In more trouble for the crisis-hit Congress, Rahul Gandhi on Wednesday publicly announced his resignation as its president, taking responsibility for the Lok Sabha polls debacle, and called for "hard decisions" to rebuild the party and making people accountable for the "failure" of 2019.
In a four-page open letter, Gandhi also urged the Congress Working Committee (CWC) to entrust a group of people with the task of finding a new president as it would not be proper for him to do so.
The 49-year-old leader --who has been adamant on his decision to quit as party president since May 25, two days after the results in which his party won 52 seats -- also stressed on the need for the Congress to "radically transform itself".
In a letter that was emotive in places and combative in others, he said he owed the country and his party a debt of tremendous gratitude and love, but maintained that at times he stood "completely alone" in his fight against the Prime Minister and the RSS.
"As President of the Congress Party, I am responsible for the loss of the 2019 election. Accountability is critical for the future growth of our party. It is for this reason that I have resigned as Congress President," he said, rejecting pleas by senior party leaders to continue as the chief of the grand old party.
"Rebuilding the party requires hard decisions and numerous people will have to be made accountable for the failure of 2019. It would be unjust to hold others accountable but ignore my own responsibility as President of the party," he said in the letter posted on the Twitter.
In his Twitter account, Gandhi's designation as "President" of Congress was also changed to "Member of Congress and Member of Parliament".
Today's public announcement by Gandhi, putting an end to 'will he or will he not', is seen by many political commentators as yet another blow to the crisis-ridden Congress, which is caught in a phase of uncertainty over the issue of leadership.
Rahul succeeded his mother Sonia Gandhi as Congress President in December 2017 and his major success at the helm of the 133 year old party was winning the three state elections in Rajasthan, Chhattisgarh and Madhya Pradesh in December last year.
Congress sources said Gandhi continues to be party president till his resignation is accepted by the CWC and a new chief is appointed after due process.
They also said a meeting of the CWC will be convened soon which will decide on future course of action.
The names of veteran party leaders Sushil Kumar Shinde, Mallikarjun Kharge and Ashok Gehlot are among the probables doing rounds for the position. However, there is no official confirmation about it.
Heralding what could be a new era in his party, Gandhi said it had been a honour to serve the Congress, whose values and ideals have served as the lifeblood of "this beautiful nation".
"I fought because I love India... At times I stood completely alone and am extremely proud of it," he said.
"The stated objectives of the RSS, the capture of our country's institutional structure, is now complete. Our democracy has been fundamentally weakened. There is a real danger that from now on, elections will go from being a determinant of India's future to a mere ritual," he said.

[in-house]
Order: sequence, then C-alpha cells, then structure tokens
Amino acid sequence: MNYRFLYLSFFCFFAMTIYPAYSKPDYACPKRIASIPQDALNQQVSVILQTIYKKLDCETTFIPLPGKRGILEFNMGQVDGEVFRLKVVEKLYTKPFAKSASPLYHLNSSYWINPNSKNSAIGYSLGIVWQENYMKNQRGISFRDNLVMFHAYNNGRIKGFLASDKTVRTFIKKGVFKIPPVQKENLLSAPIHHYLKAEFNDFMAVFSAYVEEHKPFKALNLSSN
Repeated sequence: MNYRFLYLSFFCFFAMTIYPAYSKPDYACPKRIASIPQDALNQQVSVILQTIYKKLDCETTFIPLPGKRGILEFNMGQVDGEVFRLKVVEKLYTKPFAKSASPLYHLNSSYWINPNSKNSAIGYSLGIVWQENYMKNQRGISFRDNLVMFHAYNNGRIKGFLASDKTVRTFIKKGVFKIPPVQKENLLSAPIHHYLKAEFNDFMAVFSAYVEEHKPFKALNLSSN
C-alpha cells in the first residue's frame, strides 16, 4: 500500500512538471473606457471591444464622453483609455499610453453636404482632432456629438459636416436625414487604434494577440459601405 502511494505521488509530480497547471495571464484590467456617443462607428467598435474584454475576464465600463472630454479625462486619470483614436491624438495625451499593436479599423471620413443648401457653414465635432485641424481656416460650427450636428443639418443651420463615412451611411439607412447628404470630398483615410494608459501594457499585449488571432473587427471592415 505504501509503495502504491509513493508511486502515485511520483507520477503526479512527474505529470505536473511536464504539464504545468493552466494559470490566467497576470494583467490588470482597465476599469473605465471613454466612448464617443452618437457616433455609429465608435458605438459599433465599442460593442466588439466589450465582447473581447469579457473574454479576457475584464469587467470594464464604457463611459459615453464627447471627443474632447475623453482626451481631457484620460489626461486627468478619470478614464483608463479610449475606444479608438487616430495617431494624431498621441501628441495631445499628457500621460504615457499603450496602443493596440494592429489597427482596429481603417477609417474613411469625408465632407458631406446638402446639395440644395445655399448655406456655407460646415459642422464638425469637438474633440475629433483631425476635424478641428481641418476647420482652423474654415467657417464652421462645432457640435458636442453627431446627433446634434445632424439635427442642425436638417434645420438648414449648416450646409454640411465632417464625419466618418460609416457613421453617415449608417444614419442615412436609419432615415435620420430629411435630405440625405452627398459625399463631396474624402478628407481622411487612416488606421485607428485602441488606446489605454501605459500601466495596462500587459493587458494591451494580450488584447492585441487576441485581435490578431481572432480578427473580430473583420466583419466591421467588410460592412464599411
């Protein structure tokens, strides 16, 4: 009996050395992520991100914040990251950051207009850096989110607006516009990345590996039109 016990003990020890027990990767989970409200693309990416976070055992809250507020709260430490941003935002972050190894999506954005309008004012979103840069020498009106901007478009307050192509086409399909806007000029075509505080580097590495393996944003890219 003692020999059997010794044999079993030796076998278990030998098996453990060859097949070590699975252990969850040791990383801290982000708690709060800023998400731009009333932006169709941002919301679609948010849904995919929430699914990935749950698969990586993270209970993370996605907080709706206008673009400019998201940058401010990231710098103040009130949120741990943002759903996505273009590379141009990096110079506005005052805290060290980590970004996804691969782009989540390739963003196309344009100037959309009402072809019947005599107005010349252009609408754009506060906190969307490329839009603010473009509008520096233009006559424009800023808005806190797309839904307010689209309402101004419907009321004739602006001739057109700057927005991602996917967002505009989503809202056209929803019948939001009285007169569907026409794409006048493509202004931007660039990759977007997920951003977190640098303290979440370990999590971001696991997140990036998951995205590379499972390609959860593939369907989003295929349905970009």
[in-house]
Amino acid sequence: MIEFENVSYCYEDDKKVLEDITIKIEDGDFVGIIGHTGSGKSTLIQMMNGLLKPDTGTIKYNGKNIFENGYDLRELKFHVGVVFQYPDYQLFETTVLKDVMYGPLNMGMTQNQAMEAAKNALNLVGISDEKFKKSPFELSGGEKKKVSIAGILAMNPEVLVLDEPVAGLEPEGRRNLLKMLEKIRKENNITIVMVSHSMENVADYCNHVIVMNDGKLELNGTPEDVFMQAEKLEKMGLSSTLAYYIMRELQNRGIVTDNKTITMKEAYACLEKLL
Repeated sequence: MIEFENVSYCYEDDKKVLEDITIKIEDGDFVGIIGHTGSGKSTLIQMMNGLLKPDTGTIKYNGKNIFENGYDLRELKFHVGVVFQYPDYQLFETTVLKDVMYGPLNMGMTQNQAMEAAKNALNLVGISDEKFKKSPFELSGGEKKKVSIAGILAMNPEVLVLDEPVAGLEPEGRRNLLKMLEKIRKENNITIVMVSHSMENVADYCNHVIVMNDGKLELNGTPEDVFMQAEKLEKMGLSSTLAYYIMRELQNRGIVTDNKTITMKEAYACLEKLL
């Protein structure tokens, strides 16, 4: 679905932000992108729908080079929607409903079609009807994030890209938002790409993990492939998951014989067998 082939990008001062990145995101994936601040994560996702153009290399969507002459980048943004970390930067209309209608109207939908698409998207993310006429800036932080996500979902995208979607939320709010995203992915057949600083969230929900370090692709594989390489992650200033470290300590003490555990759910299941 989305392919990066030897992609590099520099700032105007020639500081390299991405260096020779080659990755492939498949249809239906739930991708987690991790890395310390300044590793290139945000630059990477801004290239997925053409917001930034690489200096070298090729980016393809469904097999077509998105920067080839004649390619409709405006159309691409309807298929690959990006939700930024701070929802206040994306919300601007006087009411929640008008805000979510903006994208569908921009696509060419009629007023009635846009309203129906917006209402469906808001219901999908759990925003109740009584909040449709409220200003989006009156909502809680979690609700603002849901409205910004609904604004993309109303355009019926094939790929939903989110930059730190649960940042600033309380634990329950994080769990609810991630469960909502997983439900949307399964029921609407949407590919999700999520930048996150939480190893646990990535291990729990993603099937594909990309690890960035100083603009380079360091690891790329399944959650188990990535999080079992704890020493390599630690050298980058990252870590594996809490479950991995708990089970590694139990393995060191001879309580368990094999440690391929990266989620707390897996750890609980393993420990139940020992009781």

Gandhi said this capture of power will result in "unimaginable levels of violence and pain for India", while alleging that the PM's win does not negate the "breadth of corruption allegations against him".
The Indian nation must unite to reclaim and resuscitate its institutions, Gandhi said. And the instrument of this resuscitation, he added, will be the Congress.
"To achieve this important task, the Congress Party must radically transform itself. Today the BJP is systematically crushing the voice of the Indian people. It is the duty of the Congress Party to defend these voices. India has never and will never be one voice. It is and always will be a symphony of voices. That is the true essence of Bharat Mata," he said.
Reacting to the development, Union minister Mukhtar Abbas Naqvi called Gandhi's announcement of his resignation on Twitter as a "brand new drama of the party while several of his BJP colleagues chose the occasion to highlight the difference between the two parties.
Gandhi, an MP from Wayanad who lost his Amethi seat, also claimed he did not fight a political party in the 2019 election but the entire machinery of the Indian state.
"It is now crystal clear that our once cherished institutional neutrality no longer exists in India," he said.
Thanking the thousands of people who have written to him, Gandhi said in his letter that he would continue to fight for the ideals of the Congress with all his strength and will be available to the party whenever his services are required.
"It is a habit in India that the powerful cling to power, no one sacrifices power. But we will not defeat our opponents without sacrificing the desire for power and fighting a deeper ideological battle. I was born a Congressman, this party has always been with me and is my lifeblood and forever that way it shall remain," Gandhi said.
He noted that a free and fair election requires the neutrality of a country's institutions and an election cannot be fair without arbiters a free press, an independent judiciary, and a transparent election commission that is objective and neutral.